_delay_us(BUS_TIMING);
  PORTB &= ~(1<<PB5);
  _delay_us(BUS_TIMING);
  PORTC |= (1<<PC2);
  PORTB |= (1<<PB5);
  _delay_us(BUS_TIMING);
  PORTB &= ~(1<<PB5);
  _delay_us(BUS_TIMING);
}

void print_char(char charactor)
{
  PORTB |= (1<<PB3);

  // send first 4 bits
  if(charactor & (1<<4))
  {
    PORTC |= (1<<PC2);
  }
  else
  {
    PORTC &= ~(1<<PC2);
  }
  if(charactor & (1<<5))
  {
    PORTC |= (1<<PC3);
  }
  else
  {
    PORTC &= ~(1<<PC3);
  }  
  if(charactor & (1<<6))
  {
    PORTC |= (1<<PC4);
  }
  else
  {
    PORTC &= ~(1<<PC4);
  }
  if(charactor & (1<<7))
  {
    PORTC |= (1<<PC5);
  }
  else
  {
    PORTC &= ~(1<<PC5);
  }
  PORTB |= (1<<PB5);
  _delay_us(BUS_TIMING);
  PORTB &= ~(1<<PB5);
  _delay_us(BUS_TIMING);

  // send second 4 bits
  if(charactor & (1<<0))
  {
    PORTC |= (1<<PC2);
  }
  else
  {
    PORTC &= ~(1<<PC2);
  }
  if(charactor & (1<<1))
  {
    PORTC |= (1<<PC3);
  }
  else
  {
    PORTC &= ~(1<<PC3);
  }  
  if(charactor & (1<<2))
  {
    PORTC |= (1<<PC4);
  }
  else
  {
    PORTC &= ~(1<<PC4);
  }
  if(charactor & (1<<3))
  {
    PORTC |= (1<<PC5);
  }
  else
  {
    PORTC &= ~(1<<PC5);
  }
  PORTB |= (1<<PB5);
  _delay_us(BUS_TIMING);
  PORTB &= ~(1<<PB5);
  _delay_us(BUS_TIMING);

}

void print_string(char* string)
{
  unsigned short int length = 0;
  while(string[length] != 0)
  {
    length++;
  }

  unsigned short int i;
  for(i = 0;i<length;i++)
  {
    print_char(string[i]);
  }

}
July 16, 2011
by Noter
Noter's Avatar

That was a little more involved than I expected but I have it going and I get "14" on the display with a blinking cursor so the 1st couple of characters "3." are not showing up. I think you are missing some steps and delays in the lcd initalization routine. Look at the nerdkit lcd.c lcd_init() and you'll see what I mean. You can also find the 4 bit initalization sequence in the HD44780 datasheet (pp 46 in my copy). I'm running on a 328p with a 18.432Mhz crystal so that may be why I don't see exactly the same "?" as you do? Or maybe a wire is crossed?

July 16, 2011
by Noter
Noter's Avatar

BTW - are you really running your mcu at 1Mhz? It's important to have the F_CPU match the actual frequency of your mcu clock so delays are accurate.

July 17, 2011
by Noter
Noter's Avatar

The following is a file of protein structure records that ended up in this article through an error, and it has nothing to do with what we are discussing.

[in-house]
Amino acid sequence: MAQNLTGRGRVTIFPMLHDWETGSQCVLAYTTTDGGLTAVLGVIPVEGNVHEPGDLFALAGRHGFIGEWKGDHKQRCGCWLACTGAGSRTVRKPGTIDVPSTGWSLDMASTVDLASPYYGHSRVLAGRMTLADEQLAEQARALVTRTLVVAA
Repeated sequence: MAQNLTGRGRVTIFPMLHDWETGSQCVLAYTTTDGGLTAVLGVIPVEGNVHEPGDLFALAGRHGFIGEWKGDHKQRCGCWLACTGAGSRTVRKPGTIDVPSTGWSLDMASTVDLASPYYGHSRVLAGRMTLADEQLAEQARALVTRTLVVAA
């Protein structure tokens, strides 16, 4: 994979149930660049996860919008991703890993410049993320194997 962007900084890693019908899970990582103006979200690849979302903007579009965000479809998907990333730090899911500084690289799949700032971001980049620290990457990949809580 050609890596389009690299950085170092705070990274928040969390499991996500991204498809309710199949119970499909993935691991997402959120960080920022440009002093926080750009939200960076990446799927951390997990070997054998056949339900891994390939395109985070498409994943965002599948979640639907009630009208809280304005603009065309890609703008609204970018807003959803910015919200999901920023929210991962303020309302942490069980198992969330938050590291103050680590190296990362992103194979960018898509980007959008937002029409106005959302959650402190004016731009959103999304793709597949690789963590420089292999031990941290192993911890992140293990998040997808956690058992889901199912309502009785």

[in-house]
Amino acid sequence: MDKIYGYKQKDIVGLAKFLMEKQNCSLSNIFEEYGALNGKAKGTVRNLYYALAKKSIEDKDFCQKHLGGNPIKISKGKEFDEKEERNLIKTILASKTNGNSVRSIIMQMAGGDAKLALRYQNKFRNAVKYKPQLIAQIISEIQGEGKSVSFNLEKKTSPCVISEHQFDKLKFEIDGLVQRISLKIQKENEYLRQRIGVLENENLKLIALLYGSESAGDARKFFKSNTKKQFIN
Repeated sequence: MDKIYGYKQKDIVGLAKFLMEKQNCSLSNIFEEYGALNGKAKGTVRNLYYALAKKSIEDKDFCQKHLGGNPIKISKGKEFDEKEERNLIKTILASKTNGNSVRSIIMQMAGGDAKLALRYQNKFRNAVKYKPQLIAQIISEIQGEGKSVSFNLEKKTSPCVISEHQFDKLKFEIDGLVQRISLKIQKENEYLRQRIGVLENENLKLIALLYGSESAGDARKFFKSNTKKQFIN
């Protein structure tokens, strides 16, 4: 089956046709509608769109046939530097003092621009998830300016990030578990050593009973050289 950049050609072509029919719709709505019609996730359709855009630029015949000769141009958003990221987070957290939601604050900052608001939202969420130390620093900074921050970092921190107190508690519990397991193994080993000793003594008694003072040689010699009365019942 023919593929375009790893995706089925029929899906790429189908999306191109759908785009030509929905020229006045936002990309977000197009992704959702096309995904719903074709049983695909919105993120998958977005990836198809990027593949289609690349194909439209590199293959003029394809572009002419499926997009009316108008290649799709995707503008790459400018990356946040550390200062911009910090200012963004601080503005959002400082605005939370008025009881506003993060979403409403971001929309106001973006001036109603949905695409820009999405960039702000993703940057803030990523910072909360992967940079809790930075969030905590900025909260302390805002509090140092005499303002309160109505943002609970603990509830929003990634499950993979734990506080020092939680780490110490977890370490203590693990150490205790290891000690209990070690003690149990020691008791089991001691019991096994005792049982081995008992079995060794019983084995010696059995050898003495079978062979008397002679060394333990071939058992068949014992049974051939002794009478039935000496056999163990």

I inserted initalization commands like in the nerdkit lcd_init() and still didn't work. So then I removed that code and changed the delay from 15 to 1000 and it works on power up but not on reset.

So, the sprintf is working fine and the issue is one of timing. It's probably a good idea to follow the initalization sequence even though the lcd might work without it. Then use the same delays as the nerdkit guys do in their lcd subroutines and you will be on your way.

Another good practice is to use the ready/busy indicator from the display instead of just waiting a while before sending another command or data nibble/byte. After the display is initialized you can query and wait pending the busy flag value instead of relying on timeouts. Maybe do that after you get it working with timeouts.

July 17, 2011
by Robotnik
Robotnik's Avatar

This is strange, I have tried printing all of the following and they work for me...

print_string("hello world");

print_string("3.14");

print_string("123456");

int a = 45978;
sprintf(buffer, "%d", a);
print_string(buffer);

The only thing that doesn't work is this...

double a = 3.14;
sprintf(buffer,"%f", a);
print_string(buffer);

Which pin is the busy flag read from? That definitely sounds like a better way of doing things. And I am also going too use the initialization sequence specified on the data sheet. As soon as I have time to test it, I will post back my results.

July 17, 2011
by BobaMosfet
BobaMosfet's Avatar

Noter,

avrTest.c:37: warning: format '%5.2f' expects type 'double', but argument 3 has type 'float'

'f' used to mean float, not double. Coercion can fix that.

avrTest.c:39: warning: implicit declaration of function 'strlen' avrTest.c:39: warning: incompatible implicit declaration of built-in function 'strlen'

strlen used to be part of stdio.h, but may have moved to strings.h. I couldn't remember.

avrTest.c:42: warning: control reaches end of non-void function

Obviously because main() is expected to return non-void value, but I didn't bother with that (wasn't germain to the example).

The code I wrote was more for an example of how sprintf() can be used- what he did wasn't wrong. And the fact that it his result is right-aligned is also correct. I'm wondering if he's getting the result he's getting because 'double' might be too big for the MCU.... just a thought.

BM

July 17, 2011
by Rick_S
Rick_S's Avatar

Read the HD44780 datasheet. The read status isn't just read from a pin, you have to change the mode of the display to read mode by changing the R/W line and then you read the from the data lines. Which means you have to change your I/O from output to input for the read. Unless timing is critical, it is much simpler programatically to just wait x# of milliseconds. Most libraries you find will do this. It also saves pins as you don't have to connect R/W to the micro-controller, you just connect it straight to ground since you never need to toggle it into read mode.